“I called them back the next day and said I was in,” says Silverman, who spent the next year upgrading the brewery with the goal of achieving more consistent quality (hiring a second brewer with a science background was a big help). He also secured a distribution deal with Allied Beverage across the state—“I like that Allied has only a few beers in their portfolio; it helps us stand out,” he notes.

Located in a North Bergen industrial strip in a converted warehouse within sight of midtown Manhattan, NJ Beer Co. has undoubtedly benefited from the boom in craft beer—there are currently over 30 breweries in the state of New Jersey with murmurs of close to 20 more in construction. (Interestingly, Hudson County was once packed with breweries; the nation’s first opened in Hoboken in 1642.) But it’s the phenomenal quality of the beer, as well as fierce customer loyalty, that explains why the company’s beers sell out immediately upon release.

With Jersey-themed names like Garden State Stout and Weehawken Wee Heavy, the beers have tapped a vein of local pride. Two years ago, NJ Beer Co. launched a Long Beach Island IPA—shortened to LBIPA, with the “I” pictured as a lighthouse—and donates proceeds to benefit the beach in the aftermath of Hurricane Sandy. Today it’s their best seller.

Silverman expects to double production this year, which means NJ Beer Co. will produce a mere 2,000 barrels—half in bottle, half in kegs. One of the brewery’s biggest accounts is the Prudential Center in Newark where the New Jersey Devils play hockey. While he’d like to see his volume grow again next year, he never wants to exceed 4,000 barrels.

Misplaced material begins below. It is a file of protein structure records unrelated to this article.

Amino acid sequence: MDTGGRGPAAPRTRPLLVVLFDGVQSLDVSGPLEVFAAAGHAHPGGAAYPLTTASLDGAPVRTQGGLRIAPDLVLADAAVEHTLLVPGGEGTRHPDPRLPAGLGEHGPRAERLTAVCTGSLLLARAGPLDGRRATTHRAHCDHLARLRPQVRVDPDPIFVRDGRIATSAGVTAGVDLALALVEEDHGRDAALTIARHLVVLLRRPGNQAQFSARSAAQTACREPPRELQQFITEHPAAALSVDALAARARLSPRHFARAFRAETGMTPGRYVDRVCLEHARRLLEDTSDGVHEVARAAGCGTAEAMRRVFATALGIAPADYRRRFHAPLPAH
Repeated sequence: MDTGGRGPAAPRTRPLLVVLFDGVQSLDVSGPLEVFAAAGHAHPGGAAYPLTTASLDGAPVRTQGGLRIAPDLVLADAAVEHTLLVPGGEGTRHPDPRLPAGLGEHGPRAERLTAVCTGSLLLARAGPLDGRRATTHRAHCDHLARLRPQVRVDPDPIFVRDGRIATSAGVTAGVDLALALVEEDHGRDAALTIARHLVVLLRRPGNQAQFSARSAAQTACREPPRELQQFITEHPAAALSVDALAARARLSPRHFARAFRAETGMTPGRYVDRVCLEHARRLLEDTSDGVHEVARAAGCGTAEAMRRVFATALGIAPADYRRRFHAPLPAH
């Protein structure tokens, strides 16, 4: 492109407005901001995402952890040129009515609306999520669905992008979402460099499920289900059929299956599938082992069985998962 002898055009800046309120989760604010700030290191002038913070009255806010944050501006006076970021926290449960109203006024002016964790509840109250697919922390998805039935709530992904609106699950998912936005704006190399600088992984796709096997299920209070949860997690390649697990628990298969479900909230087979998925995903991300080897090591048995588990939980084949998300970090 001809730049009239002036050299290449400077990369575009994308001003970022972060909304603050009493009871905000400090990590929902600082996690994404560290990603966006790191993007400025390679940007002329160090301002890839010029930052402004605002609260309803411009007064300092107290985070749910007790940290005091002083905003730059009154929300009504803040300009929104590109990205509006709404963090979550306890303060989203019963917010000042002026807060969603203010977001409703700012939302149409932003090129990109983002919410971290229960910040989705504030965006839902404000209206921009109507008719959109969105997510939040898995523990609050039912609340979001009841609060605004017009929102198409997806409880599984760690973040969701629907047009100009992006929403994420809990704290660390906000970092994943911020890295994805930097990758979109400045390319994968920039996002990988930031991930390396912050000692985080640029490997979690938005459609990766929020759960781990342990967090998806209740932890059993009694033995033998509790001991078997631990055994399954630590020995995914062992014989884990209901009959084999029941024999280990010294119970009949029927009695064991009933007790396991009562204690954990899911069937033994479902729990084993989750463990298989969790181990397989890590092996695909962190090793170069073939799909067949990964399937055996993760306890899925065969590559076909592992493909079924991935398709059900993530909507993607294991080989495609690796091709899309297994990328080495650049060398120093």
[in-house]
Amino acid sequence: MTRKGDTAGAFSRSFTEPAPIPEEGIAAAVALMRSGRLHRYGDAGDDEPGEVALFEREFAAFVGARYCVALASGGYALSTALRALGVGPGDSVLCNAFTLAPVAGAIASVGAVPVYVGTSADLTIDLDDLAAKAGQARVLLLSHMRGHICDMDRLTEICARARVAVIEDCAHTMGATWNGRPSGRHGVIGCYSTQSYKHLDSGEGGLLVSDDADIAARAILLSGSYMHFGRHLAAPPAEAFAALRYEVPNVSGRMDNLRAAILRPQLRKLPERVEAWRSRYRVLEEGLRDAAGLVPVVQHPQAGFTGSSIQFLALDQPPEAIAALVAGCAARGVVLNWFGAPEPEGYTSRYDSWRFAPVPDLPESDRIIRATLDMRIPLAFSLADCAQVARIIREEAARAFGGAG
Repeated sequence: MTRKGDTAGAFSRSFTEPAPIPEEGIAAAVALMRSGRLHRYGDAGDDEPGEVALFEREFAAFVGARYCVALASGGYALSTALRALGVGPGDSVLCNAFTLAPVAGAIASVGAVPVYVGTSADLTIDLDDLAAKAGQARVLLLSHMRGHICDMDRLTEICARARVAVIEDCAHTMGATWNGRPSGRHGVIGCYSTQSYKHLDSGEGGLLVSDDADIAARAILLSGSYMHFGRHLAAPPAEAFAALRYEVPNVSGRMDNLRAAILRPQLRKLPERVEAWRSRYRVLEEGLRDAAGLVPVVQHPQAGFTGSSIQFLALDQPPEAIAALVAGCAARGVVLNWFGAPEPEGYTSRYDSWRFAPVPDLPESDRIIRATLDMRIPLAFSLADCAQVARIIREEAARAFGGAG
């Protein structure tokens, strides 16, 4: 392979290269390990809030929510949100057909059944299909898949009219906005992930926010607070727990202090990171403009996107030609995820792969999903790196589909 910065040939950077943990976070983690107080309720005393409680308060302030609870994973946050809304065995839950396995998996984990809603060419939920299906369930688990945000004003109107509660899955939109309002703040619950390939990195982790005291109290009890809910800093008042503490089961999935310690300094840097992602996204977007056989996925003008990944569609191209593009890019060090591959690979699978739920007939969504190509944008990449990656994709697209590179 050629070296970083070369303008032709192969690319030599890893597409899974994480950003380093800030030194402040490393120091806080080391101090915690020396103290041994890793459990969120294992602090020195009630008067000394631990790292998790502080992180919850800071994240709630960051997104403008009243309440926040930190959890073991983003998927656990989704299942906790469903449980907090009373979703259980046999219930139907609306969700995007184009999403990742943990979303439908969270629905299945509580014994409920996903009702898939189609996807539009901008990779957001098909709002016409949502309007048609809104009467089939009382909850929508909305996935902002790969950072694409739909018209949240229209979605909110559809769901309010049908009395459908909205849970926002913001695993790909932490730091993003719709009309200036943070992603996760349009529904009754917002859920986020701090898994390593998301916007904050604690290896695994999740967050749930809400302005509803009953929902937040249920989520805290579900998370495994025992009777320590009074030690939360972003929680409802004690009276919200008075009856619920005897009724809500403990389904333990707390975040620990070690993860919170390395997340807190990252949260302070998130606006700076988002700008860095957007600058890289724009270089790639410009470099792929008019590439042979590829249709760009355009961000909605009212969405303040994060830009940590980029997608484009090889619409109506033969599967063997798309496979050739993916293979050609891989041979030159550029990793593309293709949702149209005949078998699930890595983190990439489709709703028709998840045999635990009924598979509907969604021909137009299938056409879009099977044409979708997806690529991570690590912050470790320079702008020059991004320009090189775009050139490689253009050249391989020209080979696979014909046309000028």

“What is the definition of craft? For me it’s when a brewer is really hands-on in making the beer, and tasting it daily,” he says. “You can’t do that when you are making tens of thousands of barrels. Large breweries make their beers with computers.” Budweiser operates a massive facility nearby, and Silverman jokes that they spill more beer in one night than NJ Beer Co. makes in a year.

He’s OK with running out of beer—which happens more often than not—and fine to not be in every market or every account. “We have a lot of demand outside New Jersey, certainly from New York, but it’s kind of fun to tell people they can’t get our beer unless they come to New Jersey.” 

Local NJLSA – The Hits Keep Coming

Posted on | December 23, 2015   Bookmark and Share
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What is the NJLSA Fighting? 

For the last decade, the NJLSA has continually stood up and defended your industry and your livelihood. We have built a solid coalition with our state-based industry partners, who all understand the need for industry solidarity on core issues that threaten the foundation of our threetier system as well as our common sense laws that protect the welfare and public safety of our citizens.

It is clear that the continual threats are from the hands of those who attempt to manipulate public perception via the media while leveraging special interest support with pay-to-play funding to bolster political posturing in our state legislature. These efforts are led by carpetbaggers with self-serving, out-of-state agendas hiding behind the façade of consumer advocacy.

Unless we all do our part, the visible cracks in the foundation of our regulated retail sector will turn into much larger fissures that many licensees will fall into creating a tsunami of small business failures reminiscent of what happened when two home improvement giants, Home Depot & Lowes, decimated New Jersey’s unregulated home improvement sector. We need to look no further than our state’s growing list of COD licensees to know that many of us are dying the death of a thousand cuts.

The biggest threat today is from the one-stop shopping crusade lead by Wegmans & Walmart, who will stop at nothing in their free trade crusade to satisfy their insatiable appetite for market share. Ah, the irony. Look no further than now-bankrupt Jersey-based A&P, the holder of dozens of grandfathered licenses from 1962, which did little to help them in the end.

Our state-based regulated industry represents the last front on a vast “one size fits all battlefield” that has consumed more retail jobs and produced more small business obituaries in the last twenty years than our nation created over the course of the last half century.

It’s Time to Get Connected To Your Industry!